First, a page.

Can Proportionality Rehabilitate Discovery
The key lessons learned during a panel on proportionality that I recently moderated are that the specific circumstances surrounding a case, the nature of the data itself and the arguments for or against the requested discovery lead to highly variable outcomes and decisions regarding proportional scope of discovery.
“The Sedona Conference Commentary on Proportionality in Electronic Discovery,” released in final form earlier this year by the Working Group on Electronic Document Retention and Production (WG1) provides a great roadmap to achieve the specificity practitioners need to successfully navigate these issues, measure the scope of discovery and appropriately temper their approach. Four themes really stand out in the paper, including value, uniqueness, inaction and technology assisted review.
While there is interesting thought leadership in some circles regarding the potential intrinsic value of data, and there might actually be a chance to put data on a balance sheet someday, it doesn’t necessarily help in most discovery disputes yet. WG1’s commentary includes an enlightening introduction and discussion that presents the tangible factors that can be measured. Namely, importance of the issues, amount in controversy, accessibility, resources, importance, burden, expense and likely benefit.
Principle 1 refers to the concept of “uniqueness of the information.” On one hand, the uniqueness of any particular piece of data and various compilations is diminishing because data is so frequently duplicated across different storage mediums and custodians. On the other hand, there is an increasingly diverse universe of communication mechanisms and data formats. As a result, variability of data is increasing as technology continues to change rapidly and get deployed in various pockets of a company or industry. This phenomenon will continue to challenge lawyers to carefully scrutinize any preservation plan. Thinking about the connection to Principle 2, even the “most convenient, least burdensome, and least expensive sources” might still be relatively inconvenient and incur noteworthy expense.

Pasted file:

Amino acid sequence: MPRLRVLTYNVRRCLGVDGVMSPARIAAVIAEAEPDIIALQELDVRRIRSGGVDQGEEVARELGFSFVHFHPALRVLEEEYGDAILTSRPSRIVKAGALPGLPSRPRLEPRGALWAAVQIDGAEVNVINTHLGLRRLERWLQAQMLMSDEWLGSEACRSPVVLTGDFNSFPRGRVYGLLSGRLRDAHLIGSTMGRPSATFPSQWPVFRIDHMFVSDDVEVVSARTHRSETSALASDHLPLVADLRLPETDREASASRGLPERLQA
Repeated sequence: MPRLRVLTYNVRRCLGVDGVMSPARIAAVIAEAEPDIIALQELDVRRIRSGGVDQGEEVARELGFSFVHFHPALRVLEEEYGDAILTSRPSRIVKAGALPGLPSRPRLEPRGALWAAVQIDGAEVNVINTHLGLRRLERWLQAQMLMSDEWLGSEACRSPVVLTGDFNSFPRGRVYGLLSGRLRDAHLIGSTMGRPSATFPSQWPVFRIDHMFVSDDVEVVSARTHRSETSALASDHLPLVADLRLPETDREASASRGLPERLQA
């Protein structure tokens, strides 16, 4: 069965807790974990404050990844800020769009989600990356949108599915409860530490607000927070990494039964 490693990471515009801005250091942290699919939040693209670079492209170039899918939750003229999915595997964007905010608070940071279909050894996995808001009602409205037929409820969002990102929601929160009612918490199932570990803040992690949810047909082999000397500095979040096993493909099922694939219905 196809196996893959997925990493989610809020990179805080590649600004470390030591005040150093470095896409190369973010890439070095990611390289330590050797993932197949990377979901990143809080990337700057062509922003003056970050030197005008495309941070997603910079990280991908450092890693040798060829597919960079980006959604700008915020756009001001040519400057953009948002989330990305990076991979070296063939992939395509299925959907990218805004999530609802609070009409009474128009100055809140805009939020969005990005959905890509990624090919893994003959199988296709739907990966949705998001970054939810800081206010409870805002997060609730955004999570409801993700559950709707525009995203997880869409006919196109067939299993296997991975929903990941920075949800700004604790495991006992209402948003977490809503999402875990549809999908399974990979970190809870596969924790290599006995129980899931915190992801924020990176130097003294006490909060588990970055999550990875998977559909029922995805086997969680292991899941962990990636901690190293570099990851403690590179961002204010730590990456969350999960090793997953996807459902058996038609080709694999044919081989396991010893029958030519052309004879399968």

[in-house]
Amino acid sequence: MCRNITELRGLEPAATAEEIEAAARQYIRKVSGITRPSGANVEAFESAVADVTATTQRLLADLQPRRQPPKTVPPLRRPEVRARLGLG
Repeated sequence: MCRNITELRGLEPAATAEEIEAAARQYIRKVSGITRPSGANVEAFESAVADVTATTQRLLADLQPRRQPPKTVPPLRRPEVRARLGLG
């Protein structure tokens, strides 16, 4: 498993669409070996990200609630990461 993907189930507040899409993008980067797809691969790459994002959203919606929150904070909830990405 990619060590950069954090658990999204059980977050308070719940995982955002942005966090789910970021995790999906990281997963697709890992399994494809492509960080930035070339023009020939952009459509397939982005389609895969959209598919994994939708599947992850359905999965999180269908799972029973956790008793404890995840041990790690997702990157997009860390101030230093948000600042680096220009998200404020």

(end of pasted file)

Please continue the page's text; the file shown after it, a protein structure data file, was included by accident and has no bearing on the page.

Detriments of Inaction
WG1’s last comment regarding Principle 3 (“Undue burden, expense, or delay resulting from a party’s action or inaction should be weighed against that party”), which says, “The resolution of these and other disputes can be fact-intensive, requiring the court to assess whether the requesting and responding parties complied with their discovery obligations…” might be an understatement! This principle understandably ties directly back to the themes of the commentary on the first principle. From my perspective, caution against inaction is most prudent. At times it might be surprising, but inaction (or significantly delayed action) seems to still be a persistent problem. Reconstructing undocumented collections, piecing together litigation hold notices and instructions, or reconciling new collections with legacy data are the types of costly and distracting problems that can be a byproduct of inaction.
Undeniable Benefits of Sound Ediscovery Technology
The Sedona Commentary on Principle 6 regarding use of technologies to reduce cost and burden is rightfully neutral, informative about the options, thoughtful about the potential economic impacts and not overly insistent about its uses. I found two of the most salient points to be the following:
- “A responding party who refuses to consider the use of an appropriate, technology to reduce e-discovery burdens, even when, it is reasonably available and within that party’s resources, will have a difficult time making any later claim based on disproportionality or undue burden caused by that refusal.”
- “Parties should consider involving individuals with expertise or knowledge of the technological methods at issue to help in this process. Further efficiencies may be realized by including such individuals in the meet and confer process and in court conferences.”
The Bottom Line
In summary, the major takeaway from Sedona’s analyses of proportionality, coupled with my own experience is this: You won’t know until you look. So, look carefully, partner with the right experts and leverage innovative technology to guide your discovery.